Children’s Hospital will cost over €2 billion

19 October 2023
  • Déjà vu from five years ago

Under questioning from Labour’s Alan Kelly in the Public Accounts Committee, the Children’s Hospital Board essentially confirmed that the project would run to over €2 billion.

Deputy Kelly said:

“I was met with stoney silence from witnesses in the Committee today when I put it to them that this project would be over €2 billion, as I first highlighted in January 2019.

“At the time I was told that I was exaggerating the costs, yet here we are, almost five years on, it’s like déjà vu.

“At this stage, there isn’t a hope of this project being handed over in October 2024. Based on the projections we heard in PAC today, it is clear that their has been a total failure to project manage the building of this hospital.

“The lack of oversight on the project is failing the people of Ireland – delaying the development of this much needed hospital and costing well in excess of what it should have.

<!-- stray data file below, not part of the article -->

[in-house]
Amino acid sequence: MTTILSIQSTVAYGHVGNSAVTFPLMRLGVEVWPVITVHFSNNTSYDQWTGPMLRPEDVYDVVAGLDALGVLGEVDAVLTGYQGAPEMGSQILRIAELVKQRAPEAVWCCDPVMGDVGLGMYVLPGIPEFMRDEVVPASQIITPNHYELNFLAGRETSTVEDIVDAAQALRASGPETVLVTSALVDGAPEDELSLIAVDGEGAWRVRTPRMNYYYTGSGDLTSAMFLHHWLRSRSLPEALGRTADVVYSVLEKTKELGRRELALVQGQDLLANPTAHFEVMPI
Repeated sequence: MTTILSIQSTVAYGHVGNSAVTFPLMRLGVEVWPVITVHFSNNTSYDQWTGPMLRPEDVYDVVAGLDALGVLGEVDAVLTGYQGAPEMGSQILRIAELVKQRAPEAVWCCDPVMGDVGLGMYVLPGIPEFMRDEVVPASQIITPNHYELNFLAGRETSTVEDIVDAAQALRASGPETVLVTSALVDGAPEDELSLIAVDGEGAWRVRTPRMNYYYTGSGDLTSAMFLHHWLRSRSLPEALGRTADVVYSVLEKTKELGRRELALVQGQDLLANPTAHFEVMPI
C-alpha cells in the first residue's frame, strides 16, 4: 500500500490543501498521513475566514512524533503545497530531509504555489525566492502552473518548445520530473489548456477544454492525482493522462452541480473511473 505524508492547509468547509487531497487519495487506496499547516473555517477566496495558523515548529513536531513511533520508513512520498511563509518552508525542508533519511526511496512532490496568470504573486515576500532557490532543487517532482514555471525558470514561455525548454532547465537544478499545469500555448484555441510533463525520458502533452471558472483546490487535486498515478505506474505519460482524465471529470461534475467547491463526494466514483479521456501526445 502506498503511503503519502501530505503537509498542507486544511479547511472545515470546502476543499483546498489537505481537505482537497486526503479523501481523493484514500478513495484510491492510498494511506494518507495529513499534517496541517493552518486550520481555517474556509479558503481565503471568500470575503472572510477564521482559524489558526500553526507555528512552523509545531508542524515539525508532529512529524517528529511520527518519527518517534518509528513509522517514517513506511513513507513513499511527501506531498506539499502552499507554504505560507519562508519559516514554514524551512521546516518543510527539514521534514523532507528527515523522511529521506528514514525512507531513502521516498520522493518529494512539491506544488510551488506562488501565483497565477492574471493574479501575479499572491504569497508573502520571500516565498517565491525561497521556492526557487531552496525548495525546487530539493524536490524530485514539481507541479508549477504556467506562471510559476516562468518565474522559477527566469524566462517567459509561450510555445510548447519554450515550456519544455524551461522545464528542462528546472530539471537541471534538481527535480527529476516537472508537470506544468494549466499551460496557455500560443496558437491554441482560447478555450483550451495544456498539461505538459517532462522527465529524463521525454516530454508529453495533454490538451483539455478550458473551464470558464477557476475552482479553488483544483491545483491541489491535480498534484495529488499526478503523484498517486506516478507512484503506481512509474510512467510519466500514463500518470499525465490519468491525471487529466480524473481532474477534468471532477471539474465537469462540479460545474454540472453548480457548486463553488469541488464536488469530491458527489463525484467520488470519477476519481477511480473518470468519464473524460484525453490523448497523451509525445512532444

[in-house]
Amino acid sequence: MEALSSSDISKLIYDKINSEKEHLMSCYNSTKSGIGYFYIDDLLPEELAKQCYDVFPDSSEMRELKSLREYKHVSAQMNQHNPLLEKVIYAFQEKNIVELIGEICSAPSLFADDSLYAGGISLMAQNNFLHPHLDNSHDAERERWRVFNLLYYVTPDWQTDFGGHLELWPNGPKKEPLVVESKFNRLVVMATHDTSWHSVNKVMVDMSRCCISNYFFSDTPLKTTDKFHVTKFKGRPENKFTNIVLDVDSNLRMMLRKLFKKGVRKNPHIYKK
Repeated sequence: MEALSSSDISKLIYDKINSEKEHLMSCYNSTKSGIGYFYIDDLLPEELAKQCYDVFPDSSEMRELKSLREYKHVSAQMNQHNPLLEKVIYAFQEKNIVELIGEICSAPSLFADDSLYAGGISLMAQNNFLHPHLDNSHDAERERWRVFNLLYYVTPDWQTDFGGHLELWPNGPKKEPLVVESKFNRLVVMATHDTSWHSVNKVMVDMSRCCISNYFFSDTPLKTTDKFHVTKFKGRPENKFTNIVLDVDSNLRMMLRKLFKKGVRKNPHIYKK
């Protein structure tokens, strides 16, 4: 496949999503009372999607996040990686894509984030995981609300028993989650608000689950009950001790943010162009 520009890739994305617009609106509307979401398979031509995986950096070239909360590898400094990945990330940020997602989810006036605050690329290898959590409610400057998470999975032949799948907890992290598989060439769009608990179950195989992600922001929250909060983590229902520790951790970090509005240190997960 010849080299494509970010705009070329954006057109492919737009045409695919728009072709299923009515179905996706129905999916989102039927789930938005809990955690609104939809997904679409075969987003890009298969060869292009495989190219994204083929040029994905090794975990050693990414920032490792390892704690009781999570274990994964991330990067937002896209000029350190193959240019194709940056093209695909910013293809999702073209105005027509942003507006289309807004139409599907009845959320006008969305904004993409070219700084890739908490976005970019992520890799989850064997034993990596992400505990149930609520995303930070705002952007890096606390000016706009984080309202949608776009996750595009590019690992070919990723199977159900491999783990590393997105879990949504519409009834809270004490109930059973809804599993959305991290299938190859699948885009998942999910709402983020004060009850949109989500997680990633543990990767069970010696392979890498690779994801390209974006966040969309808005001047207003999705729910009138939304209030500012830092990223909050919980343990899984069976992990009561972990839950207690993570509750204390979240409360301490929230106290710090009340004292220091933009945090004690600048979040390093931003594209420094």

“We know despite the cost and scale of the project that no official from the Department of Public Expenditure and Reform sat on the Children’s Hospital Project & Programme Steering Group. This was a huge mistake on behalf of the Government.

“Children’s Hospital Ireland need six months to commission from handover, so the promised April 2024 full opening will likely pass into 2025. It’s outrageous. Government have utterly failed to keep an eye on this project and deliver it quickly and affordably.

“The Department confirms that at the end of this month or early next month, they will be putting a memo to Government on the total cost of the project. The Department has also confirmed many projects have been pushed back due to the overrun in the Children’s Hospital.

“This is no way to do business.

“The most galling thing of all is none of these costs include the staffing of the hospital. It’s nothing short of a fiasco.

“The hands-off approach to this project by Fine Gael and Fianna Fáil among the underestimation of costs of this project has brought us to where we are today. It beggars belief. There now needs to be robust debate, whether at Committee or in the Dáil chamber itself on tendering and the lessons that can be learned.”

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